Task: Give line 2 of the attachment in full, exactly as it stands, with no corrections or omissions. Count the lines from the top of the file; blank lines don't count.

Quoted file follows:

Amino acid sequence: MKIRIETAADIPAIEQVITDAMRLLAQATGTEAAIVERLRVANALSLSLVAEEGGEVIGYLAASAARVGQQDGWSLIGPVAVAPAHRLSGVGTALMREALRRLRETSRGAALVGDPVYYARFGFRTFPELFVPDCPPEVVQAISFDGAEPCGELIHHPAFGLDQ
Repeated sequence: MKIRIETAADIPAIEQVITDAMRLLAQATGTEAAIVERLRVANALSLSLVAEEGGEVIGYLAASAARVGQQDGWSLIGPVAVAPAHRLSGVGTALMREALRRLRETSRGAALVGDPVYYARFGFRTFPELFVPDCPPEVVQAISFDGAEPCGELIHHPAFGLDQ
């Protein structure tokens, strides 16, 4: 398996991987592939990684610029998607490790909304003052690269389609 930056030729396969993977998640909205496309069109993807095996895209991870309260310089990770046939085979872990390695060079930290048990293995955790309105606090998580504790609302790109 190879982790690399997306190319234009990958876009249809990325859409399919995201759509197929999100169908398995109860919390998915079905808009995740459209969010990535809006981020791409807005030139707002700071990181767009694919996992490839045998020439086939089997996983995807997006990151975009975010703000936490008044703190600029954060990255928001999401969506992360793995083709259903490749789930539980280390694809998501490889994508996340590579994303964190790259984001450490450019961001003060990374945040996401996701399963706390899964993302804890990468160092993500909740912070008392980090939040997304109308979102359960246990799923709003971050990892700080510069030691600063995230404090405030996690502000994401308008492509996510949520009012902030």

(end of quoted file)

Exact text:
Repeated sequence: MKIRIETAADIPAIEQVITDAMRLLAQATGTEAAIVERLRVANALSLSLVAEEGGEVIGYLAASAARVGQQDGWSLIGPVAVAPAHRLSGVGTALMREALRRLRETSRGAALVGDPVYYARFGFRTFPELFVPDCPPEVVQAISFDGAEPCGELIHHPAFGLDQ